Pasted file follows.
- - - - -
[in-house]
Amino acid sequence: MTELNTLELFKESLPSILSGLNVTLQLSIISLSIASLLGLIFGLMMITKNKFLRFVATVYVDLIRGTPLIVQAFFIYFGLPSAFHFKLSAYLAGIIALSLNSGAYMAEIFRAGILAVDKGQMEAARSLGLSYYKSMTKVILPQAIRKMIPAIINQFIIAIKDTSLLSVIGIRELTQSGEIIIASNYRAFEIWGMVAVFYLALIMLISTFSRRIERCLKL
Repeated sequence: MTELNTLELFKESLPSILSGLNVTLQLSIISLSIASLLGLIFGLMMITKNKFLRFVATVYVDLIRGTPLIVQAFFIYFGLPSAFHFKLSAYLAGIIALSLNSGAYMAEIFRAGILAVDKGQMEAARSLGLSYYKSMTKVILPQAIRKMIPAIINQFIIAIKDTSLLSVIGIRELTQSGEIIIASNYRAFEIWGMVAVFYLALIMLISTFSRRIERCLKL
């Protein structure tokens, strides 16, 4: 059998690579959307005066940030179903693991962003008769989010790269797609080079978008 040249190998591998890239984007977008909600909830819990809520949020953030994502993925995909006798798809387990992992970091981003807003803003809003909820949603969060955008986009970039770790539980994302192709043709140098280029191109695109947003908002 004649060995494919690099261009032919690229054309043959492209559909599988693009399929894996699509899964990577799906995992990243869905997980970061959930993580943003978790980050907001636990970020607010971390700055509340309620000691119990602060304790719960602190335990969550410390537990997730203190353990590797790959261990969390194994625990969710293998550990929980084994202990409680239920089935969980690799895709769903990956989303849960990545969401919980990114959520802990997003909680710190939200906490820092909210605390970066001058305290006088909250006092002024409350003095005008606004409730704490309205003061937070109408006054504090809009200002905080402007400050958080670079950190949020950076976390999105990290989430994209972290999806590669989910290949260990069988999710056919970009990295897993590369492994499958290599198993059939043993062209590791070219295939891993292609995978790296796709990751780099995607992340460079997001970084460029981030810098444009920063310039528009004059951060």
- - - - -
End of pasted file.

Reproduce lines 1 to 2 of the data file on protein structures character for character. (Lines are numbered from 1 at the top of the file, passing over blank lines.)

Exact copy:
[in-house]
Amino acid sequence: MTELNTLELFKESLPSILSGLNVTLQLSIISLSIASLLGLIFGLMMITKNKFLRFVATVYVDLIRGTPLIVQAFFIYFGLPSAFHFKLSAYLAGIIALSLNSGAYMAEIFRAGILAVDKGQMEAARSLGLSYYKSMTKVILPQAIRKMIPAIINQFIIAIKDTSLLSVIGIRELTQSGEIIIASNYRAFEIWGMVAVFYLALIMLISTFSRRIERCLKL